Bethany Roberts, FISM News
Accompanied by more than 800 participants and counting, Florida’s First Lady Casey DeSantis kicked off the annual Florida Python Challenge on August 5.
The participants come from near and far to hunt invasive Burmese pythons in South Florida. From 32 states and Canada, the competitors have until 5 p.m. on August 14 to find and humanely kill as many Burmese pythons as possible. Thousands of dollars in cash prizes are up for grabs in both the professional and novice categories, according to Florida Fish and Wildlife Conservation Commission (FWC).
The public is required to take online training and register on the FWC website before setting off to find the snakes. In the 2021 Florida Python Challenge, 223 invasive Burmese pythons were removed from the Everglades. This was over double the amount removed in 2020, with only 600 competitors.
“The Florida Everglades is an iconic habitat in Florida and removing Burmese pythons from this ecosystem is critical to the survival of the species that live in this vast, wild area,” said FWC Chairman Rodney Barreto.
The First Lady also announced FWC’s accomplishment of python removal contractors removing more than 10,000 Burmese pythons from the wild.
“I am excited to kick off the 2022 Florida Python Challenge by going out into the Everglades to join those coming from near and far, both novices and professionals, to hunt pythons – today marks another year of innovative conservation strategies to protect Florida’s beautiful natural resources for generations to come,” First Lady Casey DeSantis said. “This is significant because every python removed is one less invasive species preying on our native birds, mammals, and reptiles. Our family will continue to support conservation efforts in the Everglades, and today I’m doing that by being one of the first out to hunt this invasive species.”
In addition to removing the pythons, FWC’s motivation for the python hunt is to raise awareness about the invasive species and how they are a threat to the Everglades ecosystem, including the native wildlife.
“The Everglades is one of the world’s most prized natural resources, and we have invested record funding for Everglades restoration projects, including record funding for removal of invasive Burmese pythons which wreak havoc on the ecosystem,” Governor Ron DeSantis said.
Burmese pythons negatively impact native species. They are mostly found in and around the Everglades ecosystem in south Florida. Females may lay 50 to 100 eggs at a time, causing a rapid increase in population. More than 16,000 Burmese pythons have been removed since 2000, according to FWC.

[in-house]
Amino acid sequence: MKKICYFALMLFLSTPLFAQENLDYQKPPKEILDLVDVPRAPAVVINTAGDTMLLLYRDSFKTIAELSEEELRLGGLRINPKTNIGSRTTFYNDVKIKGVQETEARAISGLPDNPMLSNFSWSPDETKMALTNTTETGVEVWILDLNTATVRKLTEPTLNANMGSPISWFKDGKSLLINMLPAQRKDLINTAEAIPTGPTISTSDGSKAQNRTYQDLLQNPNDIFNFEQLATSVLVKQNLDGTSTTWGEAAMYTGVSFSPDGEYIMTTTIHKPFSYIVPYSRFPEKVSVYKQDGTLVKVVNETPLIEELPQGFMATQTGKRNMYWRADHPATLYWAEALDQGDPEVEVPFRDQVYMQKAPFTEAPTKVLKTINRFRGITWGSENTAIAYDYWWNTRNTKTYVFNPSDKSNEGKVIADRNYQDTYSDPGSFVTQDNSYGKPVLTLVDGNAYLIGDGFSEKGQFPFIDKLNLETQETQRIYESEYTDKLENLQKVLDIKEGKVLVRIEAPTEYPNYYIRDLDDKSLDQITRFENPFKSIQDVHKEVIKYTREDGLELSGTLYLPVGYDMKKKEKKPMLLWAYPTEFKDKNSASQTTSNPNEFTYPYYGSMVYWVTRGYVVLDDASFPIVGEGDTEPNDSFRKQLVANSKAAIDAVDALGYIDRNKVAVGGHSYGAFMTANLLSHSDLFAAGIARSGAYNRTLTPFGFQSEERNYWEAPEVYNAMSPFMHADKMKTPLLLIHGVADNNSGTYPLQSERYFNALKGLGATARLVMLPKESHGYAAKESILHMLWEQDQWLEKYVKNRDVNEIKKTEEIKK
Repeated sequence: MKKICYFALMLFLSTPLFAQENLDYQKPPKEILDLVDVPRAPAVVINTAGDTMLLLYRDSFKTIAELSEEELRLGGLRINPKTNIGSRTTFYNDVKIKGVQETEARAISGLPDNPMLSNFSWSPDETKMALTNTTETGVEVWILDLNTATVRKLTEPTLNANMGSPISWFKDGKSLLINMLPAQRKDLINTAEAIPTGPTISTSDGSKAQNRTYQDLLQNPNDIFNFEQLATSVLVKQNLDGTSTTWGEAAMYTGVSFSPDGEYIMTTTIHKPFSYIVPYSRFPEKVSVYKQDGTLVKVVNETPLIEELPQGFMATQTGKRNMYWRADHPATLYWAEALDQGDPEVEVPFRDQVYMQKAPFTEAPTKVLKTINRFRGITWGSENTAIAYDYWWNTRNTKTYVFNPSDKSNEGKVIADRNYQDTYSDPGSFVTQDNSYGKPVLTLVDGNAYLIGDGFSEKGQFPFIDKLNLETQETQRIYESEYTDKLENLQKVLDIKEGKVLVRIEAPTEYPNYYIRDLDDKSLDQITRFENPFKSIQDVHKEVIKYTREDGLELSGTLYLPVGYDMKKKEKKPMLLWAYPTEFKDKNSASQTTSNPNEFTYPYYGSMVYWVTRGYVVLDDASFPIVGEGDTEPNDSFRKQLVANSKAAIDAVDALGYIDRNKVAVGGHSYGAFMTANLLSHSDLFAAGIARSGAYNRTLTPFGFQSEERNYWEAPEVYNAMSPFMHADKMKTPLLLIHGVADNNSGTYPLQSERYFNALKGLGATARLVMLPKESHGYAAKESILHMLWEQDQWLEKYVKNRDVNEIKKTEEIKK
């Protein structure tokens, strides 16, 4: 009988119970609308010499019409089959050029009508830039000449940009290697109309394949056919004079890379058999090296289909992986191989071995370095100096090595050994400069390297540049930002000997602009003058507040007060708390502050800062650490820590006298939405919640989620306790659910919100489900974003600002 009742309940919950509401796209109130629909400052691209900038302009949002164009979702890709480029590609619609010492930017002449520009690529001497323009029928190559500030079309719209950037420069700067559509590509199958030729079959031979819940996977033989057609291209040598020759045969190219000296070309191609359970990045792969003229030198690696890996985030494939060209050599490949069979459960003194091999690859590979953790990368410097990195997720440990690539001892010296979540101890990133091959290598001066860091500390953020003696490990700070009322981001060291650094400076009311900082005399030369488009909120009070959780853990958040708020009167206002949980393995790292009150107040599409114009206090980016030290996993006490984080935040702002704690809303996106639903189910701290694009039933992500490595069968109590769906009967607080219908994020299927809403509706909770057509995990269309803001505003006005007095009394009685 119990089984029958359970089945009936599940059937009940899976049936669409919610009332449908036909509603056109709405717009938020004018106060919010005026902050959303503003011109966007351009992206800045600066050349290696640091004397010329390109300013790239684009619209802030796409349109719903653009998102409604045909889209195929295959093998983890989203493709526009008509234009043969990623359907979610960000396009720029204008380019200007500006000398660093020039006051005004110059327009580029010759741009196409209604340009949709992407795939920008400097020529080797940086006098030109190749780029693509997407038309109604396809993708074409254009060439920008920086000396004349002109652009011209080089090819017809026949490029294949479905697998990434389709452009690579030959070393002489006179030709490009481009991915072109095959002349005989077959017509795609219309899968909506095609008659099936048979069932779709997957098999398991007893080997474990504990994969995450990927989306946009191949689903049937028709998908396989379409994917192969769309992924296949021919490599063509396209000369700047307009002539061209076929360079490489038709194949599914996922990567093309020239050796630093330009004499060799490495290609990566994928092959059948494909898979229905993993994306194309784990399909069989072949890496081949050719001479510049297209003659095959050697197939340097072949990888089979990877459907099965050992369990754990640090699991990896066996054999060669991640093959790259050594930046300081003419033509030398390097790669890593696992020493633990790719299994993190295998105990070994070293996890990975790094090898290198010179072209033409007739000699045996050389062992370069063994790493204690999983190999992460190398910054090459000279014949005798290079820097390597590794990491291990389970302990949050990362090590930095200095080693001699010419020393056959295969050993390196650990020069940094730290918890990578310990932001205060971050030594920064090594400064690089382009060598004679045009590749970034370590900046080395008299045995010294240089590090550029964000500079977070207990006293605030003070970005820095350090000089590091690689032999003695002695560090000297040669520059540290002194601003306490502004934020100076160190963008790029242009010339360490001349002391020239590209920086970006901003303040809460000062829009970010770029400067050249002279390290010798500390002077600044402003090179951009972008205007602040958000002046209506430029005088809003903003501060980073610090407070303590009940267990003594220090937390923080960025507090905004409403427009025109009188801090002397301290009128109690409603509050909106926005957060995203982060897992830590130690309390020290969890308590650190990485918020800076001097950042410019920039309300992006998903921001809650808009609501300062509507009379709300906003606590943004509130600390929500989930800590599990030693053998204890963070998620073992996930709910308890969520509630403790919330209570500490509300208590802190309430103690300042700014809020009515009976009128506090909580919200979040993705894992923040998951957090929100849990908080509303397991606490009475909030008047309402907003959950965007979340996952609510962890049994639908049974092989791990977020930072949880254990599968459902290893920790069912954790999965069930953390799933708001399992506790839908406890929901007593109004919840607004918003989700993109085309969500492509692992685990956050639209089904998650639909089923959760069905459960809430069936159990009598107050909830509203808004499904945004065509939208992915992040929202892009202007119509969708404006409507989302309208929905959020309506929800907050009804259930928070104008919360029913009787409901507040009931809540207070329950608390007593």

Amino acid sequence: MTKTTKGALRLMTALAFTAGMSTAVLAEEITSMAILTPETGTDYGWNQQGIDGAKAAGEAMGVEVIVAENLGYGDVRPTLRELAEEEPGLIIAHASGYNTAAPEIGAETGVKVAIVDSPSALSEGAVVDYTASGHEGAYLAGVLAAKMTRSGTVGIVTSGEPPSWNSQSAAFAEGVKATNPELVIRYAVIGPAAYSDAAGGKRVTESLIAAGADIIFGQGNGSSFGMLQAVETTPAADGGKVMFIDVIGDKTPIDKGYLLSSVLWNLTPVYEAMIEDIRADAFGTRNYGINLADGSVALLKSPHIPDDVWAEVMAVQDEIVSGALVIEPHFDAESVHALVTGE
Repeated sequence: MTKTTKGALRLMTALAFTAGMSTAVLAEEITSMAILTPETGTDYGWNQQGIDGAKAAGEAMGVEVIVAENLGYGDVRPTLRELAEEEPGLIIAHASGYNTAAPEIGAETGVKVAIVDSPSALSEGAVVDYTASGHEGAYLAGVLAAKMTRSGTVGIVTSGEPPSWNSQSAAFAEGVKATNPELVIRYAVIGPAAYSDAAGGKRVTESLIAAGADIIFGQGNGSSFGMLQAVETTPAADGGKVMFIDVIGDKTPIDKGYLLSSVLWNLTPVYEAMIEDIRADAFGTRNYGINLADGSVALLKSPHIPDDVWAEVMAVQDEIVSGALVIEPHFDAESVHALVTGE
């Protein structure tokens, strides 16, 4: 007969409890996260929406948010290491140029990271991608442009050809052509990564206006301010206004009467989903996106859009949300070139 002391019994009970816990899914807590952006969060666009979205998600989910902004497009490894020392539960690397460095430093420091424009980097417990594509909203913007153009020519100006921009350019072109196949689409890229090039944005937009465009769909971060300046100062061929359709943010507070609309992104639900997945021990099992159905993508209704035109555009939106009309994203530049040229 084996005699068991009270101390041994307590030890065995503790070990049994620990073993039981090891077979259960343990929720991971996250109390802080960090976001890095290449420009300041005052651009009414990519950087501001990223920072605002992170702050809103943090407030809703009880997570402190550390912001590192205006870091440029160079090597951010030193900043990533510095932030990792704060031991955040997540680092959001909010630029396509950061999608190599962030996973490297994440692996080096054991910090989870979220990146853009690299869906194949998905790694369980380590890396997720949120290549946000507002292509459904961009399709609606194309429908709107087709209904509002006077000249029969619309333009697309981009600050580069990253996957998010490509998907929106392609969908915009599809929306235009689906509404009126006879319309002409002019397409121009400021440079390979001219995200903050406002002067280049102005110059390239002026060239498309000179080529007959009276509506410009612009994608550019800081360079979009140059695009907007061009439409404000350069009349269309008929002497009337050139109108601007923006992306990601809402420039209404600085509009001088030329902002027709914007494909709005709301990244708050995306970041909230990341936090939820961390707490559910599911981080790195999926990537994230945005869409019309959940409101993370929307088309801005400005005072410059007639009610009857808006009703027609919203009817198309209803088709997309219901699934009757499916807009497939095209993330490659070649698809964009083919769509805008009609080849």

Irresponsible pet owners, unable or unwilling to care for the snakes — which can reach more than 20 feet in length — likely released the first pythons into the Florida Everglades. However, many experts believe it was Hurrican Andrew, a category 5 storm that destroyed a python breeding facility and released countless snakes into the wild in 1992, that established a reproducing population of the Asian-native snakes in the Everglades.
Since 2019, the state has taken unmatched action to remove Burmese pythons. According to the FWC website:
- Governor DeSantis directed FWC and the Department of Environmental Protection (DEP) to allow for the removal of invasive Burmese pythons from all state parks. The agencies entered into an agreement that resulted in an additional 134,648 acres of land now accessible for python removal.
- Governor DeSantis announced the U.S. Department of the Interior granted Florida’s request to increase access to federal lands for python removal, particularly within the Big Cypress National Preserve.
“In partnership with the Florida Fish and Wildlife Conservation Commission, the South Florida Water Management District is removing about 60 percent more pythons each year under the leadership of Governor DeSantis,” South Florida Water Management District Executive Director Drew Bartlett said.
In June, The Freedom First budget made a record investment of up to $3 million for python removal efforts. These efforts include supporting research and the development of technologies that can detect and remove these pythons.
“In addition to python removal efforts on public lands, pythons can be humanely killed on private lands at any time with landowner permission — no permit or hunting license required — and the FWC encourages people to remove and kill pythons from private lands whenever possible,” according to the FWC.